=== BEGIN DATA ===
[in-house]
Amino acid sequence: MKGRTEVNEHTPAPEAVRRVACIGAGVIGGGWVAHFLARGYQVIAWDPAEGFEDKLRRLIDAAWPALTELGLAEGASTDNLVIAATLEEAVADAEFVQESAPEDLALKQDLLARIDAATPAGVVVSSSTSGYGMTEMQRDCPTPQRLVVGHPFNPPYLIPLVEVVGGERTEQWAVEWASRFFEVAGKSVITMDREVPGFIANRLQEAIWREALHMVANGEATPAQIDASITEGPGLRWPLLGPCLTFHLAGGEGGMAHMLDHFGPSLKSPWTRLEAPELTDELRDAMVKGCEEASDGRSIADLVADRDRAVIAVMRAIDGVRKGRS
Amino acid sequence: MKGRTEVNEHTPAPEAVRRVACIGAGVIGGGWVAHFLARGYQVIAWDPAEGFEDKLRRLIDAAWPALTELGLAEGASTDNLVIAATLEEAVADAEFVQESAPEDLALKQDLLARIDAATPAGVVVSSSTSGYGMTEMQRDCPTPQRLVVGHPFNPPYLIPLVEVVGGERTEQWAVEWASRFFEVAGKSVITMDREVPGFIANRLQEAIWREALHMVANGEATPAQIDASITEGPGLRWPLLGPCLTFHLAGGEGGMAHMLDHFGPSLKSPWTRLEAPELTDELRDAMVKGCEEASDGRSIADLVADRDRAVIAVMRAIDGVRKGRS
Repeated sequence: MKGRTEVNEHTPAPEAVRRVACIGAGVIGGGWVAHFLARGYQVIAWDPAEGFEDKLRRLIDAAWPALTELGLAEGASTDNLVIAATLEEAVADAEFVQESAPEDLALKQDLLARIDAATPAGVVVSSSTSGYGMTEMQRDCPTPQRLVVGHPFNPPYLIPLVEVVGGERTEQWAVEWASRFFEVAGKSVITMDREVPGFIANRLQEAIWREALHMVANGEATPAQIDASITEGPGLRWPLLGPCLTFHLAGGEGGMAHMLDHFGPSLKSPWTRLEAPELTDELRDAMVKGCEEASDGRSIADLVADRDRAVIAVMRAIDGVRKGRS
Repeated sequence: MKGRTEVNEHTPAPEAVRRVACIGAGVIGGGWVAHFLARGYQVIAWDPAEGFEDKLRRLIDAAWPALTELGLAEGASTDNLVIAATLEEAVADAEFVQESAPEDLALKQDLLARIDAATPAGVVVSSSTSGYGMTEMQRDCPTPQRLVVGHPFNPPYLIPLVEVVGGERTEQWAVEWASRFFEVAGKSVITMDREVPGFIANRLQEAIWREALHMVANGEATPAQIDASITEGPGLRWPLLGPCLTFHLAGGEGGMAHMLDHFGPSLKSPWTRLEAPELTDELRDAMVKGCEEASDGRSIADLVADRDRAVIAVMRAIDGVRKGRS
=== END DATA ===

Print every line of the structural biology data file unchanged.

[in-house]
Amino acid sequence: MKGRTEVNEHTPAPEAVRRVACIGAGVIGGGWVAHFLARGYQVIAWDPAEGFEDKLRRLIDAAWPALTELGLAEGASTDNLVIAATLEEAVADAEFVQESAPEDLALKQDLLARIDAATPAGVVVSSSTSGYGMTEMQRDCPTPQRLVVGHPFNPPYLIPLVEVVGGERTEQWAVEWASRFFEVAGKSVITMDREVPGFIANRLQEAIWREALHMVANGEATPAQIDASITEGPGLRWPLLGPCLTFHLAGGEGGMAHMLDHFGPSLKSPWTRLEAPELTDELRDAMVKGCEEASDGRSIADLVADRDRAVIAVMRAIDGVRKGRS
Amino acid sequence: MKGRTEVNEHTPAPEAVRRVACIGAGVIGGGWVAHFLARGYQVIAWDPAEGFEDKLRRLIDAAWPALTELGLAEGASTDNLVIAATLEEAVADAEFVQESAPEDLALKQDLLARIDAATPAGVVVSSSTSGYGMTEMQRDCPTPQRLVVGHPFNPPYLIPLVEVVGGERTEQWAVEWASRFFEVAGKSVITMDREVPGFIANRLQEAIWREALHMVANGEATPAQIDASITEGPGLRWPLLGPCLTFHLAGGEGGMAHMLDHFGPSLKSPWTRLEAPELTDELRDAMVKGCEEASDGRSIADLVADRDRAVIAVMRAIDGVRKGRS
Repeated sequence: MKGRTEVNEHTPAPEAVRRVACIGAGVIGGGWVAHFLARGYQVIAWDPAEGFEDKLRRLIDAAWPALTELGLAEGASTDNLVIAATLEEAVADAEFVQESAPEDLALKQDLLARIDAATPAGVVVSSSTSGYGMTEMQRDCPTPQRLVVGHPFNPPYLIPLVEVVGGERTEQWAVEWASRFFEVAGKSVITMDREVPGFIANRLQEAIWREALHMVANGEATPAQIDASITEGPGLRWPLLGPCLTFHLAGGEGGMAHMLDHFGPSLKSPWTRLEAPELTDELRDAMVKGCEEASDGRSIADLVADRDRAVIAVMRAIDGVRKGRS
Repeated sequence: MKGRTEVNEHTPAPEAVRRVACIGAGVIGGGWVAHFLARGYQVIAWDPAEGFEDKLRRLIDAAWPALTELGLAEGASTDNLVIAATLEEAVADAEFVQESAPEDLALKQDLLARIDAATPAGVVVSSSTSGYGMTEMQRDCPTPQRLVVGHPFNPPYLIPLVEVVGGERTEQWAVEWASRFFEVAGKSVITMDREVPGFIANRLQEAIWREALHMVANGEATPAQIDASITEGPGLRWPLLGPCLTFHLAGGEGGMAHMLDHFGPSLKSPWTRLEAPELTDELRDAMVKGCEEASDGRSIADLVADRDRAVIAVMRAIDGVRKGRS